Although there is a countless number of different peptide possibilities with many different possible uses, only some of them are beneficial to the skin. These beneficial peptides can be placed into one of four groups, each working in its own way to improve the skin.
First up are the carrier peptides. These peptides are used to transport or “carry” essential elements like manganese and copper to our skin cells. The delivery of copper to these cells improves wound healing, increases the production of collagen, and has an antioxidant effect. These functions help to heal damaged skin, increase the firmness and tightness of the skin, and to remove free radicals that cause the skin to prematurely age, respectively. A triple threat to fend off the signs of aging!
Two clinical studies were done on facial creams that contained these peptides. In the first study, 71 people between the ages of 50 and 59 applied the cream to their faces for 12 weeks . In the second study, 41 people of about the same age used a similar serum around their eyes for 12 weeks . The results for both studies showed an overall improvement of the participants’ skin. Not only were the appearance of wrinkles and fine lines reduced, but the carrier peptides also improved the skin’s elasticity and firmness.
Unlike carrier peptides, signaling peptides directly influence the skin cells that are responsible for producing collagen and elastin. When the cells come into contact with these peptides, they are instructed or “signaled” to make more collagen and elastin. Since these are the two most important proteins for maintaining our skin’s health and structure, increasing their production is obviously helpful for giving the skin that firm look that everyone aspires for.
However, clinical studies have shown that the benefits of these, typically synthetic, peptides also do much more. They have also been shown to fade dark spots, reduce inflammation that damages our skin, increase the overall thickness of the skin, and reduce skin sagging.
Enzyme Inhibitor Peptides
Enzymes are proteins in our body that drive a ton of different chemical reactions. Things like digesting food, creating new cells, and generating energy wouldn’t be possible without them. The enzymes that we’re interested in here are the enzymes that break down collagen and other proteins that are important to our skin’s health.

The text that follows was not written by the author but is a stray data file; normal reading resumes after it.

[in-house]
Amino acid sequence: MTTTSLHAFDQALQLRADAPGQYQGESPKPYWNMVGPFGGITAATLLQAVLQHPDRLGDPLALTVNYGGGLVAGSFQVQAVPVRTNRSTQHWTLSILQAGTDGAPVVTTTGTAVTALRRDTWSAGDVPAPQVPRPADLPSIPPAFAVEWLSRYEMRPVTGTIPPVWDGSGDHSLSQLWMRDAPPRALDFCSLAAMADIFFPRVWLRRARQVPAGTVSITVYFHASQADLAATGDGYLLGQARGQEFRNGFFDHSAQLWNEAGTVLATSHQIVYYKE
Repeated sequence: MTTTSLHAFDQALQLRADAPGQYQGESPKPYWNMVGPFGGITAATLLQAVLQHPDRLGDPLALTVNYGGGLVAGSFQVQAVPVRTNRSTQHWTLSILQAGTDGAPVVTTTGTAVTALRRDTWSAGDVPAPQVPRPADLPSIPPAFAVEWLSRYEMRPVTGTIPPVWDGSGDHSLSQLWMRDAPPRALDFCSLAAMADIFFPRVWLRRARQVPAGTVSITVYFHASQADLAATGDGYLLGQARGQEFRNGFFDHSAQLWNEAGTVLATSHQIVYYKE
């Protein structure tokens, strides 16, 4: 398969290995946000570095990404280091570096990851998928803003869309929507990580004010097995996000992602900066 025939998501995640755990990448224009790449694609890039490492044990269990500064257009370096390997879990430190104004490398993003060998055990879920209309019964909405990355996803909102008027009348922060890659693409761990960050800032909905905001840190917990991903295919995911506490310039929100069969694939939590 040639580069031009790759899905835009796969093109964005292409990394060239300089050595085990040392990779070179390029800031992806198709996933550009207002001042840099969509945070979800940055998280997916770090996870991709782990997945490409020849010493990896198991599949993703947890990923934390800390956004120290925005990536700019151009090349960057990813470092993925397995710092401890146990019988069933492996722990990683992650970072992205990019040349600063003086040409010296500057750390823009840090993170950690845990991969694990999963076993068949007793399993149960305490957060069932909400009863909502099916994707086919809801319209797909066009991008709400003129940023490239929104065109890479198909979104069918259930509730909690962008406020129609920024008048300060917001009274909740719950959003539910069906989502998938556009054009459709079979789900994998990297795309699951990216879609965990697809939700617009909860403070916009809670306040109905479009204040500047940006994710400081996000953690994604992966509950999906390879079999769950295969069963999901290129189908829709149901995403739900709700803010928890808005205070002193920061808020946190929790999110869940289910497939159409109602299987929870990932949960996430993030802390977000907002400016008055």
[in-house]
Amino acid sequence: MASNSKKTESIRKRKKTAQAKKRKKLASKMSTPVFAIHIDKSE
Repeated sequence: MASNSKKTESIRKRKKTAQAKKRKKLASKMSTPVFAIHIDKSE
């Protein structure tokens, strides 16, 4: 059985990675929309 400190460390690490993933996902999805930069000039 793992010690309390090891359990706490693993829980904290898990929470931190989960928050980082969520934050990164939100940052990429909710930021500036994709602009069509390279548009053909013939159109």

Enzyme inhibitors prevent these enzymes from performing their function, which, in this case, is the breaking down of proteins that support healthy skin. These enzymes can be signaled to break down collagen and other proteins for a variety of reasons. It can be environmental issues like too much sun exposure or just a result of natural biological processes as we age. Regardless of the cause, preventing the breakdown from happening will help to maintain the collagen in our skin and, as a result, maintain its firm and youthful appearance!
Neurotransmitter Inhibitor Peptides
First off, what the hell is a neurotransmitter? Basically, neurotransmitters are the chemical signals that our body uses to communicate with itself. These chemical messages are transmitted around our body along with our nerve cells or, as they’re more formally known, neurons. Hence the name: neurotransmitter.
Despite the complex name, the way that these peptides work is actually pretty simple. Similarly to how the enzyme inhibitor peptides interfere with enzymes in our body, these peptides interfere with neurotransmitters, mostly a neurotransmitter called acetylcholine. These peptides have been called “Botox-like” and “Botox in a bottle” because they work in basically the same way; They relax the muscles in the face. You’ve likely heard of the terms “smile-lines” and “crow’s feet” before. Those pesky fine lines are caused by repeated flexing of the muscles in our face. By relaxing these muscles, we can soften already existing wrinkles and fine lines, as well as, prevent new ones from forming.
Ebanel Products with Peptides
1. Leyden J., Stephens T., Finkey M., Appa Y., Barkovic S. Skin care benefits of copper peptide containing facial cream. Proceedings of the American Academy of Dermatology Meeting; February 2002; New York, NY, USA. [Google Scholar]
2. Leyden J., Stephens T., Finkey M., Barkovic S. Skin Care Benefits of Copper Peptide Containing Eye Creams. University of Pennsylvania; 2002. [Google Scholar]